when, as in the case of Darwin and myself, the collectors were of a speculative turn of mind, they were constantly led to think upon the "why" and the "how" of all this wonderful variety in nature—this overwhelming, and, at first sight, purposeless wealth of specific forms among the very humblest forms of life.
Then, a little later (and with both of us almost accidentally) we became travellers, collectors and observers, in some of the richest and most interesting portions of the earth; and we thus had forced upon our attention all the strange phenomena of local and geographical distribution, with the numerous problems to which they give rise. Thenceforward our interest in the great mystery of how species came into existence was intensified, and—again to use Darwin's expression—"haunted" us.
Finally, both Darwin and myself, at the critical period when our minds were freshly stored with a considerable body of personal observation and reflection bearing upon the problem to be solved, had our attention directed to the system of positive checks as expounded by Malthus in his "Principles of Population." The effect of this was analogous to that of friction upon the specially-prepared match, producing that flash of insight which led us immediately to the simple but universal law of the "survival of the fittest," as the long-sought effective cause of the continuous modification and adaptation of living things.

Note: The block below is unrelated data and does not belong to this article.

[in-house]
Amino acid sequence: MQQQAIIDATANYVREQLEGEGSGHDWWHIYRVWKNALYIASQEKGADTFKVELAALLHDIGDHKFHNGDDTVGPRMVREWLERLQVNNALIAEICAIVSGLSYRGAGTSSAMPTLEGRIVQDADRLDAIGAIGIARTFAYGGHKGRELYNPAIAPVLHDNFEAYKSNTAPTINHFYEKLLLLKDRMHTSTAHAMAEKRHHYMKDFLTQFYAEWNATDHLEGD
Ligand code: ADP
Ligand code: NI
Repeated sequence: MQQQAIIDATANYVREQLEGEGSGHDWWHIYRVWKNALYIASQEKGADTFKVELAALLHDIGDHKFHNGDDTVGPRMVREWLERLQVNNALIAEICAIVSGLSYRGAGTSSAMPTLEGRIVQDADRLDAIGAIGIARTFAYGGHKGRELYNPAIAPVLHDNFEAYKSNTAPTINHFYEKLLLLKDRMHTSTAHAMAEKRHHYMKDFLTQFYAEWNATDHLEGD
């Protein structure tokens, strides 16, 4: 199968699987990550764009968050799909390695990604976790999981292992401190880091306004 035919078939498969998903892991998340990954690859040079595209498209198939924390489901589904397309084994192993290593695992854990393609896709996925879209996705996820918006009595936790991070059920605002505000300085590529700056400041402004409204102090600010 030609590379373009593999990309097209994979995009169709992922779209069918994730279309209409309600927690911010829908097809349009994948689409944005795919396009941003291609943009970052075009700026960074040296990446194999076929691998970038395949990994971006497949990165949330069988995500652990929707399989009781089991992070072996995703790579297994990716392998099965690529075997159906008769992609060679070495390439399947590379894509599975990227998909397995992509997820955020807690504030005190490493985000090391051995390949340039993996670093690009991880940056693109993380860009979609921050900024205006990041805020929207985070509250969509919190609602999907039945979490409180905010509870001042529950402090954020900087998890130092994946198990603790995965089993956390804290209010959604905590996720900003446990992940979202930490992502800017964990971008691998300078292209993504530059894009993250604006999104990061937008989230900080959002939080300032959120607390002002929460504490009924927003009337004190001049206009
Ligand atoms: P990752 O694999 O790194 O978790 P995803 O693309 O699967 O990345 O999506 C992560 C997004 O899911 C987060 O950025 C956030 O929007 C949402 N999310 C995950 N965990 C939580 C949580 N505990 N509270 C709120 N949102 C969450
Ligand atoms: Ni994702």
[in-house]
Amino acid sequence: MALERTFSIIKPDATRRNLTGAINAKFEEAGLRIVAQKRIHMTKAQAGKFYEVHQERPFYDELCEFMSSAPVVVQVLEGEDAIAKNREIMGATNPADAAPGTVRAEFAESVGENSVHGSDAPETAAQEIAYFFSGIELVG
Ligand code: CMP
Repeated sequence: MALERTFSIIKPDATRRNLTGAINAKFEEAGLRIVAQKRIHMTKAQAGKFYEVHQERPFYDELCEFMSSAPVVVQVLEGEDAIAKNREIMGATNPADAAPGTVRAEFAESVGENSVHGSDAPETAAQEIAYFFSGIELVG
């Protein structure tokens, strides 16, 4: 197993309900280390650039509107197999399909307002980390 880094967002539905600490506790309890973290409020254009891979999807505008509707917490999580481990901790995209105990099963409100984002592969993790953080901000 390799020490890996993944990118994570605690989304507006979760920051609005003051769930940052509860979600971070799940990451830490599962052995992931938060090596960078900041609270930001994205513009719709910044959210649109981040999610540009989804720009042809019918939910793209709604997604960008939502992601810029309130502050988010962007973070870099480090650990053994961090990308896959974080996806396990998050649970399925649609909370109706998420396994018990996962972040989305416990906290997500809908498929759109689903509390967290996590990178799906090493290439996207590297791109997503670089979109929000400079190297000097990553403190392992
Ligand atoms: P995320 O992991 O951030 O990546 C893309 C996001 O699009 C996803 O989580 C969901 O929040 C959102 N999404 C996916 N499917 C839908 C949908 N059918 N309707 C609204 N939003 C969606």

It is an unimportant detail that Darwin read this book two years after his return from his voyage, while I had read it before I went abroad, and it was a sudden recollection of its teachings that caused the solution to flash upon me. I attach much importance, however, to the large amount of solitude we both enjoyed during our travels, which, at the most impressionable period of our lives, gave us ample time for reflection on the phenomena we were daily observing.
This view, of the combination of certain mental faculties and external conditions that led Darwin and myself to an identical conception, also serves to explain why none of our precursors or contemporaries hit upon what is really so very simple a solution of the great problem. Such evolutionists as Robert Chambers, Herbert Spencer and Huxley, though of great intellect, wide knowledge, and immense power of work, had none of them the special turn of mind that makes the collector and the species-man, while they all—as well as the equally great thinker on similar lines, Sir Charles Lyell—became in early life immersed in different lines of research which engaged their chief attention.
Neither did the actual precursors of Darwin in the statement of the principle—Wells, Matthews or Prichard—possess any adequate knowledge of the class of facts above referred to, or sufficient antecedent interest in the problem itself, which were both needed in order to per-